Photographer – David Hemmings Bird Photography http://davidhemmingsbirdphotography.com/ Fri, 24 Jun 2022 21:27:00 +0000 en-US hourly 1 https://wordpress.org/?v=5.9.3 https://davidhemmingsbirdphotography.com/wp-content/uploads/2021/06/icon-2021-06-25T155134.587.png Photographer – David Hemmings Bird Photography http://davidhemmingsbirdphotography.com/ 32 32 How to Edit Your Digital Photos to Look Like Movies https://davidhemmingsbirdphotography.com/how-to-edit-your-digital-photos-to-look-like-movies/ Fri, 24 Jun 2022 21:02:32 +0000 https://davidhemmingsbirdphotography.com/how-to-edit-your-digital-photos-to-look-like-movies/ Analog photography has enjoyed a renaissance in recent years, but despite an increase in demand, film prices are exorbitant and availability is scarce. Luckily, there are plenty of ways to edit digital photos to look like movies. We spoke with portrait photographer and editor Dustin Stockel, who started The Archetype Process (TAP), a company dedicated […]]]>

Analog photography has enjoyed a renaissance in recent years, but despite an increase in demand, film prices are exorbitant and availability is scarce. Luckily, there are plenty of ways to edit digital photos to look like movies.

We spoke with portrait photographer and editor Dustin Stockel, who started The Archetype Process (TAP), a company dedicated to creating realistic emulations of classic films in the form of camera profiles. Prior to founding TAP, Stockel worked as a photo editor in film labs and for private clients.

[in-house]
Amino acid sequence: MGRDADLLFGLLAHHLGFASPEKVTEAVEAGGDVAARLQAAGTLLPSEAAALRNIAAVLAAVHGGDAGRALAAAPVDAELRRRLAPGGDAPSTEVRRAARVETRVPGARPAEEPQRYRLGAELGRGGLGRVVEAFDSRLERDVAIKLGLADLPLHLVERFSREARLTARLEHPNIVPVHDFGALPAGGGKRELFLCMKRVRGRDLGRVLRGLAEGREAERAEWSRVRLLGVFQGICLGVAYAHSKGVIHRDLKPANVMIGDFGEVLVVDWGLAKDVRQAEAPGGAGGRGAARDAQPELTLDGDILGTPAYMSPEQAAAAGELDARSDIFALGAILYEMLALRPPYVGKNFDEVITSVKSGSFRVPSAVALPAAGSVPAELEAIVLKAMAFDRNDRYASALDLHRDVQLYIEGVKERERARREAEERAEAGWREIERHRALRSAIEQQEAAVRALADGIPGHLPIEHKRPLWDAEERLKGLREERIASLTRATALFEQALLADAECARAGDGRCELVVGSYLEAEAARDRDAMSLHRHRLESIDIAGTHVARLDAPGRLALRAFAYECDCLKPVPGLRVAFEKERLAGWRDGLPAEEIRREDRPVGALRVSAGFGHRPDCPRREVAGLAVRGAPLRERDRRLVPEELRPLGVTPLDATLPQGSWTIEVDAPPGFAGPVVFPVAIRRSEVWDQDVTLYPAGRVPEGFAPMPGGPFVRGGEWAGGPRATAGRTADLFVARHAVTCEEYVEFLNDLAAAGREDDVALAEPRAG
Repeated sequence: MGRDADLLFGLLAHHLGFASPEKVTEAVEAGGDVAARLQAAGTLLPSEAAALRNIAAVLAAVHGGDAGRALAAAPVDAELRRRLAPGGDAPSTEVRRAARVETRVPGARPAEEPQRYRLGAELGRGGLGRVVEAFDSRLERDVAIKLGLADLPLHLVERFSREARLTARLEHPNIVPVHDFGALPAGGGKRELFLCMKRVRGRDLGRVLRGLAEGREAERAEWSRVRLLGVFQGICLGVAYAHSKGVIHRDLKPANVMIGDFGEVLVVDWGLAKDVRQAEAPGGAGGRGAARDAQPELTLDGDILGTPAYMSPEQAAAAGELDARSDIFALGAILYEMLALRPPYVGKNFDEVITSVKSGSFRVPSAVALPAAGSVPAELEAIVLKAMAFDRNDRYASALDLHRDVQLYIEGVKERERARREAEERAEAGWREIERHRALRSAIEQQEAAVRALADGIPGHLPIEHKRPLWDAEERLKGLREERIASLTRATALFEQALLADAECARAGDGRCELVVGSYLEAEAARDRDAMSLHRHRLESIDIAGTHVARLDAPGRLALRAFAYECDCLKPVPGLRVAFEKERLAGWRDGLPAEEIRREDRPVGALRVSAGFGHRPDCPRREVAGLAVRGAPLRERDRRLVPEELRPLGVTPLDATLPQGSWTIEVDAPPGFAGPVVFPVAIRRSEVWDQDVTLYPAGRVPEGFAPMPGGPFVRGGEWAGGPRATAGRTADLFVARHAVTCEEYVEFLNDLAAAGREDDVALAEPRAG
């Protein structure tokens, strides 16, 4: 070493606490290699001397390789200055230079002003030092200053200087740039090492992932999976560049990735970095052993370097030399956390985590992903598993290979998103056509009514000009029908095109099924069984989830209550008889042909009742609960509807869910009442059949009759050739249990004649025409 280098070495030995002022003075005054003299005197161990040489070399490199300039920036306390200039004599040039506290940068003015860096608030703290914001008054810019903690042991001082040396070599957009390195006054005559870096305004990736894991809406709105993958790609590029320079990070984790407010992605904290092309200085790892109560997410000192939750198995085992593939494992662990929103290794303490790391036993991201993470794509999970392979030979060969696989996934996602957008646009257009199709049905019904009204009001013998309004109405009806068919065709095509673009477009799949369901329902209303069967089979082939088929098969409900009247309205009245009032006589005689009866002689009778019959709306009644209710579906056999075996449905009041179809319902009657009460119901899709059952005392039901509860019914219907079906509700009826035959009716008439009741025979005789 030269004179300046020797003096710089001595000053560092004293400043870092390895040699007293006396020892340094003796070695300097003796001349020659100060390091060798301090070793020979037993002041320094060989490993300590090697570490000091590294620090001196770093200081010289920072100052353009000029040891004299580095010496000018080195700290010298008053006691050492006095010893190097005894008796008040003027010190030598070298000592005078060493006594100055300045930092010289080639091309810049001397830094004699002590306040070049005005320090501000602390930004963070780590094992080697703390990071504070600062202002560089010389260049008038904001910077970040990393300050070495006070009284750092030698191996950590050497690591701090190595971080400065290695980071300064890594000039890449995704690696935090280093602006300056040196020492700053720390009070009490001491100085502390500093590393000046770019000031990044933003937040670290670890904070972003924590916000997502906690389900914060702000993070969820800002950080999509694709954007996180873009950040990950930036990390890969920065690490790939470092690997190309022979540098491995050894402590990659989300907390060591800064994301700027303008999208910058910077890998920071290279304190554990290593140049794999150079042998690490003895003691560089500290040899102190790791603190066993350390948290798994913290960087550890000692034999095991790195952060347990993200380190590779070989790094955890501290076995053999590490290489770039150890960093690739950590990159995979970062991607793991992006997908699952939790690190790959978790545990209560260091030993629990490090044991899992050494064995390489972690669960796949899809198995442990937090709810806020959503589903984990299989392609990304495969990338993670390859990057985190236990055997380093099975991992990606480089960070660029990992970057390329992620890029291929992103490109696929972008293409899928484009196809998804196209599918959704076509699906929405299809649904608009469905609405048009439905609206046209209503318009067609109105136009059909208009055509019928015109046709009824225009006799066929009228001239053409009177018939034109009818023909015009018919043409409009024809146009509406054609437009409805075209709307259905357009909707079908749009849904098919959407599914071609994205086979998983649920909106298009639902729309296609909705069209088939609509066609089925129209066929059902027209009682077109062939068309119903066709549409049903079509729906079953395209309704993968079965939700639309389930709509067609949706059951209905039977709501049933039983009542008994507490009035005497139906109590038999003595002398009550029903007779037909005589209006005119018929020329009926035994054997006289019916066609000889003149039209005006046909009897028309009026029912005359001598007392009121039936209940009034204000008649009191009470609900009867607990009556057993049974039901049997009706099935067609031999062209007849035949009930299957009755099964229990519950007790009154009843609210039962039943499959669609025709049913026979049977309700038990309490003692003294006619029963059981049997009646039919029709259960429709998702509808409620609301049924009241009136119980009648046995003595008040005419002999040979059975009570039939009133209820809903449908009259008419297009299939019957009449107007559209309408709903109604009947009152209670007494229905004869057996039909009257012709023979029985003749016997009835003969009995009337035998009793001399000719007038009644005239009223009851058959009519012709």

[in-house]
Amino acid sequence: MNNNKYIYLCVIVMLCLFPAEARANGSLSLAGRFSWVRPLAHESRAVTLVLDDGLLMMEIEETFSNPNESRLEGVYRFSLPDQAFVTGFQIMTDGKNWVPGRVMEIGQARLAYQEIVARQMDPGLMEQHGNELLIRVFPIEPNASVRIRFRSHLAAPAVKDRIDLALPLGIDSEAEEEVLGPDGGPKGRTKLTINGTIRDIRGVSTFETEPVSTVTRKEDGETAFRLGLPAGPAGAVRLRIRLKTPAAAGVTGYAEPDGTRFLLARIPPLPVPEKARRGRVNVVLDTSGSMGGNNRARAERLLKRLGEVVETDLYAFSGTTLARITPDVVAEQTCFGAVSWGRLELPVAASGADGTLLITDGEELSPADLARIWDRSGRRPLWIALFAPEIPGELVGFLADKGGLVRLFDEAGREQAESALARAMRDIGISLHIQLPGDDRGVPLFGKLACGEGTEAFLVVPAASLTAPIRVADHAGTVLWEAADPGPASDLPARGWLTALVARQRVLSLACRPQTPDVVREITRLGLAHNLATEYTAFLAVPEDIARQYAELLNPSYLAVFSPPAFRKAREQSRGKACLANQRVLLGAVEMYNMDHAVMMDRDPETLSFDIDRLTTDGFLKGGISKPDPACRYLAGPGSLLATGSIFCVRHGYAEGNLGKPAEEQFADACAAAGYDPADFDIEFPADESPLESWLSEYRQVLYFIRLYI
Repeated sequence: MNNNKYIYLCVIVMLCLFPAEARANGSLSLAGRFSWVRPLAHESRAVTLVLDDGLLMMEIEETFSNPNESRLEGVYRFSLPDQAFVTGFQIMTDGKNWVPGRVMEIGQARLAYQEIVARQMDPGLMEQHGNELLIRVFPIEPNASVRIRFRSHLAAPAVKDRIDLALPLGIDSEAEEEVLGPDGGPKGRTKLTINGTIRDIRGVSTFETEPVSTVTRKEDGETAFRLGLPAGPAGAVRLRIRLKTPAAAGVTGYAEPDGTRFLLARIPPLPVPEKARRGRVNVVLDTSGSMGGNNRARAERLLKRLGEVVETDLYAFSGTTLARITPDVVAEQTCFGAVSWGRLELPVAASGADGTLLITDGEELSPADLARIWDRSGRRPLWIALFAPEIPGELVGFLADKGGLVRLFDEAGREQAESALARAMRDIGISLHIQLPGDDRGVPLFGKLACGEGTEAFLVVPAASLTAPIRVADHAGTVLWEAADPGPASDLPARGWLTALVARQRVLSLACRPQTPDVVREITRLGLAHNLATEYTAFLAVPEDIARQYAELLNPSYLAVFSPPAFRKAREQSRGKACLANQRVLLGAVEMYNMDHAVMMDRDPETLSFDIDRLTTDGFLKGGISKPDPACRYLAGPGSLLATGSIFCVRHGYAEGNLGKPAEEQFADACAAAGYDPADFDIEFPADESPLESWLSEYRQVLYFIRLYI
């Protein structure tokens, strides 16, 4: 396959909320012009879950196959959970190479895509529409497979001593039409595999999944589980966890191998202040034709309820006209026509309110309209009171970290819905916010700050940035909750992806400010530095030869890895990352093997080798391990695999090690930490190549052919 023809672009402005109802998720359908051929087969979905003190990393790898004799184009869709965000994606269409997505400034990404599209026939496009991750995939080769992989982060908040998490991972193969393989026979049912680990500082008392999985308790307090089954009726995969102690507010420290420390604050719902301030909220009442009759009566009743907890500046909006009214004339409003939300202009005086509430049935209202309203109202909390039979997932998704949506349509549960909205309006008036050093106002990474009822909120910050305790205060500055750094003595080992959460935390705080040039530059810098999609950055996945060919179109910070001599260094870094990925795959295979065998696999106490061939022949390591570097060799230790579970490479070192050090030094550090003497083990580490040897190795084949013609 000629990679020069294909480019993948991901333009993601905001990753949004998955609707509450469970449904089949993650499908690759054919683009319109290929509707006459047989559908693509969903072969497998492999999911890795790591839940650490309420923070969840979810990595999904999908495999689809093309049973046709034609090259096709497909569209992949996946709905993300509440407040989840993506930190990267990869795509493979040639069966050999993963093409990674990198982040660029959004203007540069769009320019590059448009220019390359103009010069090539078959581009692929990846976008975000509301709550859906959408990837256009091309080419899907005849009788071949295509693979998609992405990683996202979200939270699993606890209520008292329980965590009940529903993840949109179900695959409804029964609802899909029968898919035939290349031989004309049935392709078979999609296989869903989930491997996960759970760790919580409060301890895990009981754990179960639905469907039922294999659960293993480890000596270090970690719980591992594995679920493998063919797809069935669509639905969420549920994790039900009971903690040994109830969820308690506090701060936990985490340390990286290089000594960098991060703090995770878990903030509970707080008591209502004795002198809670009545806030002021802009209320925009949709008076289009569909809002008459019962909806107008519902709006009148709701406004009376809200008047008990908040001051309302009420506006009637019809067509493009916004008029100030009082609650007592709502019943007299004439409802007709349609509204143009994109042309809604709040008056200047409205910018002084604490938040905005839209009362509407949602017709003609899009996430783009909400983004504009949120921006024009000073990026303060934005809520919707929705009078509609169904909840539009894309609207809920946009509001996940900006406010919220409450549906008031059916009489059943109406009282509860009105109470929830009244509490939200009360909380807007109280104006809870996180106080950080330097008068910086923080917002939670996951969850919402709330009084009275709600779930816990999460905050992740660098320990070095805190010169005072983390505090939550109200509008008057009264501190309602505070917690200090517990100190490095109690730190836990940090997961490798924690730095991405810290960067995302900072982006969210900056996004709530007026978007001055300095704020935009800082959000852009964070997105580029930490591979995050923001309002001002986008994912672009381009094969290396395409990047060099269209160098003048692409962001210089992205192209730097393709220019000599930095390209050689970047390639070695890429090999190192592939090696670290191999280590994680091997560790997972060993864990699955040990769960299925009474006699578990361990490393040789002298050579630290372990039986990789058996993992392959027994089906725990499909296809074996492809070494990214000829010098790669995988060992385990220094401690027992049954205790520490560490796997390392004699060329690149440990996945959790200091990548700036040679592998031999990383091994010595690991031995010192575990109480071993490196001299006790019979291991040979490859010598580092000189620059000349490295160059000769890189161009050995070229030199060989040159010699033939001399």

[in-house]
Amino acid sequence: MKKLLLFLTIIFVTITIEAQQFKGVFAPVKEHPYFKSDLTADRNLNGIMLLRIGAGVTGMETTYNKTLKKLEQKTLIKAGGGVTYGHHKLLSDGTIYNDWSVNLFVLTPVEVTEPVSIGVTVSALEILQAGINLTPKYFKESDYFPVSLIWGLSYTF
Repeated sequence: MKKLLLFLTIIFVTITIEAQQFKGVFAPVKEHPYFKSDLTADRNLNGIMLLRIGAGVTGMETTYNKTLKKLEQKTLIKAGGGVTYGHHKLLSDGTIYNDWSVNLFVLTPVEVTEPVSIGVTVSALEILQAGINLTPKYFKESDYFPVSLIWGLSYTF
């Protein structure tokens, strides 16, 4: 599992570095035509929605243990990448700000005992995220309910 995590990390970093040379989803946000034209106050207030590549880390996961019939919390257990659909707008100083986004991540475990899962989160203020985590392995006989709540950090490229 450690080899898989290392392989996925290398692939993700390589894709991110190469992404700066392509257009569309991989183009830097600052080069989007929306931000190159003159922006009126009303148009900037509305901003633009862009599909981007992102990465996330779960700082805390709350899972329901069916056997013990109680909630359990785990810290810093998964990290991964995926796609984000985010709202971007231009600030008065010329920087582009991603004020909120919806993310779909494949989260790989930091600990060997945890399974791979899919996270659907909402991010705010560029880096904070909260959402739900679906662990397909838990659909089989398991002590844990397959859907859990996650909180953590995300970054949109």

Profiles vs Presets

Modified using The Archetype Process Kodak Portra 400 +1 Normal Frontier profile. The Archetype Process

Related: Go back to the cinema? Here’s what changed

There is no shortage of choice in the market when it comes to emulating a movie in post. Mastin Labs and Noble Presets have made a name for themselves among the leading preset manufacturers in the market. But how do presets differ from profiles? Although both are intended to be applied to Raw files, they actually work quite differently.

Presets are exactly what they sound like. When using a Raw processing platform like Lightroom or Capture One, a preset is applied to an image or series of images with just a few mouse clicks. This automatically adjusts various editing parameters, such as exposure, contrast, grain, etc., within the rig to mimic a specific film look. Once applied, these parameters can be lowered (or increased) at the discretion of the user.

Color profiles, on the other hand, are usually applied to images right after they are ingested and before any changes are applied. In most Raw processors, users select a color profile at the top right of the editing panel before fine-tuning their shots with the various parameters available. Working with a film-mimicking color profile, right from the start, gives users the advantage of potentially dialing in a more nuanced celluloid look, faster, compared to presets alone.

Both are efficient options in your editing workflow, however, and combining them may be the missing piece to the aesthetic that either won’t provide. In addition to TAP, other analog-mimicking profiles include Kodachrome from Digistock and Chroma and Aero Infrared from The Digital Darkroom, among others.

Get to know the movie you want to imitate

This may seem like a no-brainer, but Stockel notes that this is a common mistake. To accurately recreate the look of film, you’ll ideally want to film first. If you don’t know how your favorite movie reacts in a given situation, it will be difficult to imitate it digitally or to know if you are on the right track. Although filming a movie requires an investment of time and money, familiarizing yourself with the stocks you want to work with can save you frustration in the long run.